• Jay McClelland

    Jay McClelland

    Lucie Stern Professor in the Social Sciences, Professor of Psychology and, by courtesy, of Linguistics and of Computer Science

    Current Research and Scholarly InterestsMy research addresses topics in perception and decision making; learning and memory; language and reading; semantic cognition; and cognitive development. I view cognition as emerging from distributed processing activity of neural populations, with learning occurring through the adaptation of connections among neurons. A new focus of research in the laboratory is mathematical cognition and reasoning in humans and contemporary AI systems based on neural networks.

  • Tracey McLaughlin

    Tracey McLaughlin

    Professor of Medicine (Endocrinology)

    Current Research and Scholarly InterestsDr. McLaughlin conducts clinical research related to obesity, insulin resistance, diabetes, and cardiovascular disease (CVD). Current studies include: 1) the impact of macronutrient composition on metabolism, DM2 and CVD; 2) comparison of different weight loss diets on metabolism and CVD risk reduction ; 3) role of adipocytes and adipose tissue immune cells in modulating insulin resistance; 4) use of continuous glucose monitoring and multi-omics to define metabolic phenotype and precision diets

  • Jennifer A McNab

    Jennifer A McNab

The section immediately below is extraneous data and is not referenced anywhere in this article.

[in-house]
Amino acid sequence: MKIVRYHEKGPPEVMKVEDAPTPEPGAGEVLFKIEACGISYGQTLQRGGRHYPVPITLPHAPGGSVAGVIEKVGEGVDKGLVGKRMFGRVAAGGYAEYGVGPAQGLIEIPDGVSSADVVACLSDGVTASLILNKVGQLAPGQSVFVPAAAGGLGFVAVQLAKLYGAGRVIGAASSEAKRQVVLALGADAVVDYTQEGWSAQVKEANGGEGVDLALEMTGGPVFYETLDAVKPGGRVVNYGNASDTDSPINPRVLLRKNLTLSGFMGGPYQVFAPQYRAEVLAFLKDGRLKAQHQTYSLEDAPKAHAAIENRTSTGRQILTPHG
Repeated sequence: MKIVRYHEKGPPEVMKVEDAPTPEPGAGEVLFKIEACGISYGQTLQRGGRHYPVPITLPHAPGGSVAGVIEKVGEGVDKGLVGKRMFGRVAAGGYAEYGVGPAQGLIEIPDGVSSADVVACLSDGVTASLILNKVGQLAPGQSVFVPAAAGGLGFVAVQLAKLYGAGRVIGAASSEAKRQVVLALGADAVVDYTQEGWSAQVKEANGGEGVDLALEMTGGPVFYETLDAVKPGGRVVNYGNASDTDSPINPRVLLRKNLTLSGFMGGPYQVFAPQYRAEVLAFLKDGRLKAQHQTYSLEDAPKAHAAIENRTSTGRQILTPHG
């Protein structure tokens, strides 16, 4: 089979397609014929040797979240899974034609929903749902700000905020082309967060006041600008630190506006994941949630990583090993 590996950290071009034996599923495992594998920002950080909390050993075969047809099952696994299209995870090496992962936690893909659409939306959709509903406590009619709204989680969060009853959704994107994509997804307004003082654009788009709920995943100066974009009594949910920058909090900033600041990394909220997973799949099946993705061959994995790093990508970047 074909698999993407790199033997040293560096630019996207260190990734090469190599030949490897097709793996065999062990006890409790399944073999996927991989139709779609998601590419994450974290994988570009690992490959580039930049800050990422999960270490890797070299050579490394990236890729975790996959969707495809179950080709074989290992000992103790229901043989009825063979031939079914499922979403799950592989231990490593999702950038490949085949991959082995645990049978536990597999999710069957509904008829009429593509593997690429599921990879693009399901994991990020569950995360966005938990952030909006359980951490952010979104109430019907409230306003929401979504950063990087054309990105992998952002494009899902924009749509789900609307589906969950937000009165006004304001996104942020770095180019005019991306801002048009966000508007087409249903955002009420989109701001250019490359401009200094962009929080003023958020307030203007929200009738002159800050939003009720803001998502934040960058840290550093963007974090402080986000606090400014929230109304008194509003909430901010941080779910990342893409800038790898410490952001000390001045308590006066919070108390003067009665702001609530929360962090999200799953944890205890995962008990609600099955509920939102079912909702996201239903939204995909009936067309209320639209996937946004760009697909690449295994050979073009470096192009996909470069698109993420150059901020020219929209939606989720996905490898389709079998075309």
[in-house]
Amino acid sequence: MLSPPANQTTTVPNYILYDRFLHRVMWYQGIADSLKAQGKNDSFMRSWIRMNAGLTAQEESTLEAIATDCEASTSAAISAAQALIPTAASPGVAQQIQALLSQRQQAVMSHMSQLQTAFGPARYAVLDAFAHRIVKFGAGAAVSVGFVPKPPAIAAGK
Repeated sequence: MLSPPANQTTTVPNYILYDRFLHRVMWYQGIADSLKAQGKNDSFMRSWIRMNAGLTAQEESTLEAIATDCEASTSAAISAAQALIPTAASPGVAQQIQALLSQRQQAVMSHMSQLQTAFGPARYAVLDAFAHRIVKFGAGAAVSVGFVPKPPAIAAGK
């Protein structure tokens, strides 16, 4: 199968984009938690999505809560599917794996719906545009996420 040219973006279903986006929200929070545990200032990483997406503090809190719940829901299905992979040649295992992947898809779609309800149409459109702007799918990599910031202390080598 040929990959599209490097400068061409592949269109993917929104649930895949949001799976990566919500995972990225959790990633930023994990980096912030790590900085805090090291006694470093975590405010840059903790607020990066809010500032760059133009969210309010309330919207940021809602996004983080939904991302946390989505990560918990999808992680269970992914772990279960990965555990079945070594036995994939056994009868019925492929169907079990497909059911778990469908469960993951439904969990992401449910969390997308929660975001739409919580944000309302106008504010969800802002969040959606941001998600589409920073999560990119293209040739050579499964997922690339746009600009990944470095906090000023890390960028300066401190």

Associate Professor (Research) of Radiology (Radiological Sciences Laboratory)

    Current Research and Scholarly InterestsMy research is focused on developing magnetic resonance imaging (MRI) methods that probe brain tissue microstructure. This requires new MRI contrast mechanisms, strategic encoding and reconstruction schemes, physiological monitoring, brain tissue modeling and validation. Applications of these methods include neuronavigation, neurosurgical planning and the development of improved biomarkers for brain development, degeneration, disease and injury.

  • Vinod Menon

    Vinod Menon

    Rachael L. and Walter F. Nichols, MD, Professor and Professor, by courtesy, of Education and of Neurology

    Current Research and Scholarly InterestsEXPERIMENTAL, CLINICAL AND THEORETICAL SYSTEMS NEUROSCIENCE

    Cognitive neuroscience; Systems neuroscience; Cognitive development; Psychiatric neuroscience; Functional brain imaging; Dynamical basis of brain function; Nonlinear dynamics of neural systems.

  • Emmanuel Mignot, MD, PhD

    Emmanuel Mignot, MD, PhD